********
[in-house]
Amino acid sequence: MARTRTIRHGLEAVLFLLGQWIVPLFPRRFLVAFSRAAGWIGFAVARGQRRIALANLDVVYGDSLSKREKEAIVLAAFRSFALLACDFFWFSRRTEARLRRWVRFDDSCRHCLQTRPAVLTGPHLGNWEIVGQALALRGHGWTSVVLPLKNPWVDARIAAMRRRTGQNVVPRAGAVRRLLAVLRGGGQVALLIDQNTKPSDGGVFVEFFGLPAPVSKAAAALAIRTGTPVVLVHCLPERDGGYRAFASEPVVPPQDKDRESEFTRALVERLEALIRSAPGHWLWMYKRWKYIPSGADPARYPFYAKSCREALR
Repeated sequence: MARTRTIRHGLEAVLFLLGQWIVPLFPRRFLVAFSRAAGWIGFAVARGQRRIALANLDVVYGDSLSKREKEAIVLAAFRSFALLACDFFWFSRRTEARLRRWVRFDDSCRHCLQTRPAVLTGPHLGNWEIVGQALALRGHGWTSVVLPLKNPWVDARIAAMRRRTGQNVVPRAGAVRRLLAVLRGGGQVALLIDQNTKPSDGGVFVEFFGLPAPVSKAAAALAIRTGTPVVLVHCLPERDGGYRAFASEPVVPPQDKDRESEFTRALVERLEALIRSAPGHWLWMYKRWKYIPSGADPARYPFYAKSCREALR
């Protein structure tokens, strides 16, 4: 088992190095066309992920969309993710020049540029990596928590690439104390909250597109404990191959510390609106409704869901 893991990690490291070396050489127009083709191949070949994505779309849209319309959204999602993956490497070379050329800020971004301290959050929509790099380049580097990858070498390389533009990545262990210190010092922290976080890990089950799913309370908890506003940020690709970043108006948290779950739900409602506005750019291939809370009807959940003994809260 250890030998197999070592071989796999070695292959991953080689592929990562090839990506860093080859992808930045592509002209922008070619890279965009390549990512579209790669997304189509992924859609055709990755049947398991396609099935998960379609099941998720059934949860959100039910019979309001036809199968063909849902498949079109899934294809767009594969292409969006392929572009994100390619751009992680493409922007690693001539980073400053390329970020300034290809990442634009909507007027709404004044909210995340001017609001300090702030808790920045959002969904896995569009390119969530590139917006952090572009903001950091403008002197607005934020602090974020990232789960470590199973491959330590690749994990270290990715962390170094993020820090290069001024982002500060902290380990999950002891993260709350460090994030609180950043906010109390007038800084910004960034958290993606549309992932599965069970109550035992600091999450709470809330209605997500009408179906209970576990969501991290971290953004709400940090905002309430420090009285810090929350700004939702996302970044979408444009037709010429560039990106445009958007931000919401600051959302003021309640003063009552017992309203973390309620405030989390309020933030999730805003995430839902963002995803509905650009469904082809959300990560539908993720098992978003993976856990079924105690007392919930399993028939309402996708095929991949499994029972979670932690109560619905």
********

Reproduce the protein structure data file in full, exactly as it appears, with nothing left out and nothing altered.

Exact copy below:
[in-house]
Amino acid sequence: MARTRTIRHGLEAVLFLLGQWIVPLFPRRFLVAFSRAAGWIGFAVARGQRRIALANLDVVYGDSLSKREKEAIVLAAFRSFALLACDFFWFSRRTEARLRRWVRFDDSCRHCLQTRPAVLTGPHLGNWEIVGQALALRGHGWTSVVLPLKNPWVDARIAAMRRRTGQNVVPRAGAVRRLLAVLRGGGQVALLIDQNTKPSDGGVFVEFFGLPAPVSKAAAALAIRTGTPVVLVHCLPERDGGYRAFASEPVVPPQDKDRESEFTRALVERLEALIRSAPGHWLWMYKRWKYIPSGADPARYPFYAKSCREALR
Repeated sequence: MARTRTIRHGLEAVLFLLGQWIVPLFPRRFLVAFSRAAGWIGFAVARGQRRIALANLDVVYGDSLSKREKEAIVLAAFRSFALLACDFFWFSRRTEARLRRWVRFDDSCRHCLQTRPAVLTGPHLGNWEIVGQALALRGHGWTSVVLPLKNPWVDARIAAMRRRTGQNVVPRAGAVRRLLAVLRGGGQVALLIDQNTKPSDGGVFVEFFGLPAPVSKAAAALAIRTGTPVVLVHCLPERDGGYRAFASEPVVPPQDKDRESEFTRALVERLEALIRSAPGHWLWMYKRWKYIPSGADPARYPFYAKSCREALR
């Protein structure tokens, strides 16, 4: 088992190095066309992920969309993710020049540029990596928590690439104390909250597109404990191959510390609106409704869901 893991990690490291070396050489127009083709191949070949994505779309849209319309959204999602993956490497070379050329800020971004301290959050929509790099380049580097990858070498390389533009990545262990210190010092922290976080890990089950799913309370908890506003940020690709970043108006948290779950739900409602506005750019291939809370009807959940003994809260 250890030998197999070592071989796999070695292959991953080689592929990562090839990506860093080859992808930045592509002209922008070619890279965009390549990512579209790669997304189509992924859609055709990755049947398991396609099935998960379609099941998720059934949860959100039910019979309001036809199968063909849902498949079109899934294809767009594969292409969006392929572009994100390619751009992680493409922007690693001539980073400053390329970020300034290809990442634009909507007027709404004044909210995340001017609001300090702030808790920045959002969904896995569009390119969530590139917006952090572009903001950091403008002197607005934020602090974020990232789960470590199973491959330590690749994990270290990715962390170094993020820090290069001024982002500060902290380990999950002891993260709350460090994030609180950043906010109390007038800084910004960034958290993606549309992932599965069970109550035992600091999450709470809330209605997500009408179906209970576990969501991290971290953004709400940090905002309430420090009285810090929350700004939702996302970044979408444009037709010429560039990106445009958007931000919401600051959302003021309640003063009552017992309203973390309620405030989390309020933030999730805003995430839902963002995803509905650009469904082809959300990560539908993720098992978003993976856990079924105690007392919930399993028939309402996708095929991949499994029972979670932690109560619905």